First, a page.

Using SPIN one can parametrize a query and turn it into a web service. Or express business rules in SPARQL and execute them directly on any RDF data and models. Or define and share data quality constraints over the web.

These and many other features illustrate what we mean when we say “SPIN is SPARQL on steroids”. SPIN turns SPARQL into a complete and powerful application development tool.

Next generation of SPIN has now been standardized by W3C as SHACL. TopQuadrant will continue to support SPIN in foreseeable future. However, we recommend for new implementations to use SHACL which should be regarded as SPIN 2.0. Users of SPIN considering migration to SHACL should read From SPIN to SHACL.


What problem does SPIN address

SPIN helps users to leverage the fast performance and rich expressivity of SPARQL for various application purposes through:

  • Query Templates – reusable SPARQL queries with parameters, available as web services
  • Rules and Data Quality Constraints – very expressive, attached to classes in the model to drive business behavior.
  • Functions – new custom query elements defined in SPARQL or in languages such as JavaScript. Great way to simplify queries and re-use common query patterns.
  • RDF syntax for SPARQL – all SPIN elements are completely declarative and stored entirely in RDF. This means that query collection can be queried, shared and discovered using the same infrastructure that also holds the data.


  • Simpler, Faster, more Flexible Architecture – SPIN operates directly on RDF. Thus, there is no need to transform the data into another format in order to run rules.
  • Skills Reuse – Developers don’t need to learn one language for querying and another for rules
  • Robust and Future-proof – based on the standard SPARQL. Encourages re-use and modularity. Entirely model-driven.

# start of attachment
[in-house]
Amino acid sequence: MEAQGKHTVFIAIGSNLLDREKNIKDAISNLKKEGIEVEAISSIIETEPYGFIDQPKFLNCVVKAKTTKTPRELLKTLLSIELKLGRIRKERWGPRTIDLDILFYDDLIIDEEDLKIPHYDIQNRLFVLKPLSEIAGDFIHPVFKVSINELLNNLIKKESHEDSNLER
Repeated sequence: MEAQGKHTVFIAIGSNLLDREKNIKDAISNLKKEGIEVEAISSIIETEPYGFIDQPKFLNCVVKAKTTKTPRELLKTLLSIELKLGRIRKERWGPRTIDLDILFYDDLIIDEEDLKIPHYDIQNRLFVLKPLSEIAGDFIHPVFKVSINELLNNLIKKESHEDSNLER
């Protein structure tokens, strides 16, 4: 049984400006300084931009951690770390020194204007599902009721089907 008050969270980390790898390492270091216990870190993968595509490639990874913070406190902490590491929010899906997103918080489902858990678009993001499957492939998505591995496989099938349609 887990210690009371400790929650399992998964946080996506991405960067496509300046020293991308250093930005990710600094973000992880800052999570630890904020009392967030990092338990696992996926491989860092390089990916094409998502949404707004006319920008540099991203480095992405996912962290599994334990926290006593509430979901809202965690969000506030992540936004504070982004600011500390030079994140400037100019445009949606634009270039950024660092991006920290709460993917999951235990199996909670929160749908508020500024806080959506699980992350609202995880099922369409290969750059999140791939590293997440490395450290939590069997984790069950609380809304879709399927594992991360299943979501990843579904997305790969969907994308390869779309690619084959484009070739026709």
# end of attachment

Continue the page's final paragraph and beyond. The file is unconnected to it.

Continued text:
Here are just a few of the application needs addressed by SPIN Rules and Constraints:

  • Dynamically calculate the value of a property based on other properties – for example, the area of a rectangle as a product of its height and width, the age of a person as a difference between today’s date and person’s birthday or a display name as a concatenation of the first and last names. In each case, a SPARQL query that performs the calculation is attached to a class Rectangle or a class Person.
  • Check constraints and perform data validation – for example, to automatically raise inconsistency flags when currently available information does not fit the specified integrity constraints. In TopBraid EVN this is used to implement data validity checks such as a concept cannot have more than one preferred label in English (or German, French or any other language).
  • Isolate a set of rules to be executed under certain conditions – for example, to support incremental reasoning, to initialize certain values when a resource is first created, or to drive interactive applications. Among many uses taking advantage of this capability is triggering email notification each time a change is made in an EVN vocabulary or ontology.

SPIN is part of the SPIN Technology Stack that also includes SPARQLMotion and SPARQL Web Pages (SWP).